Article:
With the party comes the crisis. He and Sibel separate after a last-gasp late -summer idyll – depicted, as ever, with magical intensity – in an old waterside mansion. Füsun, proud and hurt by the prospect of a dismal future as another downtrodden secret mistress, marries Feridun: an amiable nonentity who yearns to make it in the film business.
Yet Kemal never gives up hope. With the silent connivance of Füsun's parents, he becomes a near-nightly visitor to their home, lending support to Feridun's movie ambitions while savouring every glance, every word and - above all – every souvenir he can filch from Füsun's chaste company. These sections boast all the lavish, cumulative and hypnotic detail readers of Pamuk will know from My Name is Red or The Black Book - but they may at first try the patience of strangers to his work.
The whole of Istanbul becomes "a galaxy of signs that reminded me of her". Pamuk also unrolls some wonderfully subtle meditations on memory and time that make The Museum of Innocence his most accomplished homage yet to his mentor: Proust. And these nervous evenings of stilted chatter in front of the one-channel TV, as the German wall clock chimes and the canary, Lemon, chirps, also abound in the sad comedy of frustration and evasion.
Time and again, Kemal (or Pamuk) points to an imagined gulf between this politely hidebound household and the plain-speaking freedoms of a fantasy "West". Yet anyone who recalls the sweet suffocation of suburban Britain in the same era will feel utterly at home with Füsun's mum and dad. As always, great writing proves most universal at its most densely local. Indeed, when Aunt Nesibe fusses around this rich cuckoo in their snug nest ("If I made a spinach pastry, would you eat it?"), Pamuk fans from this ex-imperial power may feel that Alan Bennett has taken up residence beside the Bosphorus.
Drama rushes back when the sleazy glitz of the film world pulls Feridun away from his wife. Their distance reawakens Kemal's hope. External shocks – the terror gangs that plagued Istanbul in the late 1970s, the 1980 military coup – do impinge on the romance, but only as casual impediments. Divorce opens the road to a renewal of bliss. The first stage of a car trip to the West shows Pamuk's prose at its most splendidly sensual, but we sense that "a love story that ends happily scarcely deserves more than a few sentences".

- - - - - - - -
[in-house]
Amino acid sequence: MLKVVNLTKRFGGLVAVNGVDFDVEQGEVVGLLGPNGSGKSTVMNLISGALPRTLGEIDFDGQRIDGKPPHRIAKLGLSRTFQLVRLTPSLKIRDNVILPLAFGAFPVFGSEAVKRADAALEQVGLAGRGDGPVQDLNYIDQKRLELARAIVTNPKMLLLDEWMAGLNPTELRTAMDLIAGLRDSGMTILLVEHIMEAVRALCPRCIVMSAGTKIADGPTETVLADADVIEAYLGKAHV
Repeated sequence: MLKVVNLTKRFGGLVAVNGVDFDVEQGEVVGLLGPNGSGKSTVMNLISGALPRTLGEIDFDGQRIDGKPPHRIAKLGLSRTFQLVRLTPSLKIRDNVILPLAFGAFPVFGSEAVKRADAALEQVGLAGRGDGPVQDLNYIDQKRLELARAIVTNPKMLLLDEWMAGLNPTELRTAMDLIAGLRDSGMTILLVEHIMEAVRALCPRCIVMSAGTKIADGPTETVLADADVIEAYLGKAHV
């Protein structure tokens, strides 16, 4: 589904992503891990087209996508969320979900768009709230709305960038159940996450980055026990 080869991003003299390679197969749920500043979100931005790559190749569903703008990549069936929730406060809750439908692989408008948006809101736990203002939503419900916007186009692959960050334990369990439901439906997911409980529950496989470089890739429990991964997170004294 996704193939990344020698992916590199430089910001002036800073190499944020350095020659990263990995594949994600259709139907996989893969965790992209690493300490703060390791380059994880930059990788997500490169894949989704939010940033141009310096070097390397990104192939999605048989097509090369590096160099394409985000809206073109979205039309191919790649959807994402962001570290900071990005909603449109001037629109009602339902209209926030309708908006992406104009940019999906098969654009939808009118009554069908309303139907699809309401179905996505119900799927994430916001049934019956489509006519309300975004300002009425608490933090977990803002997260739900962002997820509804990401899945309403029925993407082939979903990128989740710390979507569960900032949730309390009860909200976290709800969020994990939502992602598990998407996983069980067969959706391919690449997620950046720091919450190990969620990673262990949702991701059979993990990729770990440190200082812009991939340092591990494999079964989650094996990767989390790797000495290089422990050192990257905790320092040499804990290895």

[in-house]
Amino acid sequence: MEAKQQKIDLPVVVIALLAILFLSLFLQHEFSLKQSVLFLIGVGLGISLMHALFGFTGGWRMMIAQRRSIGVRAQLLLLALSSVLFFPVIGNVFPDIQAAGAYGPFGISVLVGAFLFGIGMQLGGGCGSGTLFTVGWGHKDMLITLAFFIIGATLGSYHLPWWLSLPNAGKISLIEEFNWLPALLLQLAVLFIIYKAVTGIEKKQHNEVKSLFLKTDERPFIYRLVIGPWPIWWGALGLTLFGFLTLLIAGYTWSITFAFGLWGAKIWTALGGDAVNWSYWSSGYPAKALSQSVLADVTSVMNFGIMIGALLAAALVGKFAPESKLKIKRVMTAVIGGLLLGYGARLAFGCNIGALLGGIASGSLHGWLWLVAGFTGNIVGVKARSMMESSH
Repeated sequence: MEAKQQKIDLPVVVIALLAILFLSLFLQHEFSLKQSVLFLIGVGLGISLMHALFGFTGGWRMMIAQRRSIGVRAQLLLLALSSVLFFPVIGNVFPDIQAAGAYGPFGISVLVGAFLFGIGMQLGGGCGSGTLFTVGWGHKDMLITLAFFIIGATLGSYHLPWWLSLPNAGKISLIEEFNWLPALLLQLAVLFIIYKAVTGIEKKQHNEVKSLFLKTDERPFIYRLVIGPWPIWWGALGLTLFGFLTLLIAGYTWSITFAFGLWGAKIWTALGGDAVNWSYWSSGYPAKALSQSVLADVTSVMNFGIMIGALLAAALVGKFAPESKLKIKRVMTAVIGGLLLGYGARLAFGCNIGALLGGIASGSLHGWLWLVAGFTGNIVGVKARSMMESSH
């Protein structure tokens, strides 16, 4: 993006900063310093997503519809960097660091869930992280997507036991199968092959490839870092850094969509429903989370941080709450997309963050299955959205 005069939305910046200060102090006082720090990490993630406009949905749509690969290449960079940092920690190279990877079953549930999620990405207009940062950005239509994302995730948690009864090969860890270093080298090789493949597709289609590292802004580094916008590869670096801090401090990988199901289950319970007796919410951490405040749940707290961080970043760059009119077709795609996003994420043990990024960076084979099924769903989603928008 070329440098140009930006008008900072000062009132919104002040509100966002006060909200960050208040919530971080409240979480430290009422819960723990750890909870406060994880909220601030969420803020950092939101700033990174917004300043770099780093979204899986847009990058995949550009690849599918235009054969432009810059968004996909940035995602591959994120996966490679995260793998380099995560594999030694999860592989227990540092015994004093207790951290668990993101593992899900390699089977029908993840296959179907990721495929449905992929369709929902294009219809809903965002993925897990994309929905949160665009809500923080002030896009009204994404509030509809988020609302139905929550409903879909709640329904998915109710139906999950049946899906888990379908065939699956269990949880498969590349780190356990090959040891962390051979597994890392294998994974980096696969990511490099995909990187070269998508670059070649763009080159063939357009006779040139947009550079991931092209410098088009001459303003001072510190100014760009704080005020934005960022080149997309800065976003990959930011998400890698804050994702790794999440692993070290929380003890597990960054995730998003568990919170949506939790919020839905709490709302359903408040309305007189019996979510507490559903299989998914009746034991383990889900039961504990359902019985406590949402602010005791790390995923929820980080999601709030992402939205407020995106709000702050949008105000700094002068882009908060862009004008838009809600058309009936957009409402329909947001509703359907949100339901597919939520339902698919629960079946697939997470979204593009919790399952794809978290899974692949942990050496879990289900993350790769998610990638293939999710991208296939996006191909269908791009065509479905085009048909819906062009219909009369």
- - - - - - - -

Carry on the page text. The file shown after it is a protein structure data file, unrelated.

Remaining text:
A rambling coda investigates the psychology of collecting as "a palliative for a pain", and even hauls in our novelist – "Orhan Bey" – as scribe of this gloriously sorry tale. At last, we grasp the meaning of the haunting early scene where young Kemal sees lambs slaughtered in poor city districts on the Feast of the Sacrifice, in memory of Abraham and Isaac. Culture began, the ritual implies, with substitution. The boy lived; the beast died. Now, in this mesmeric invocation of a passion and a place, memories and mementos must make up for all our absences and losses. Like Kemal, every lover - and every artist too - must learn to be "a shaman who can see the souls of things".
Potter's attempt to create an Essex Taj Mahal was a lovely treattv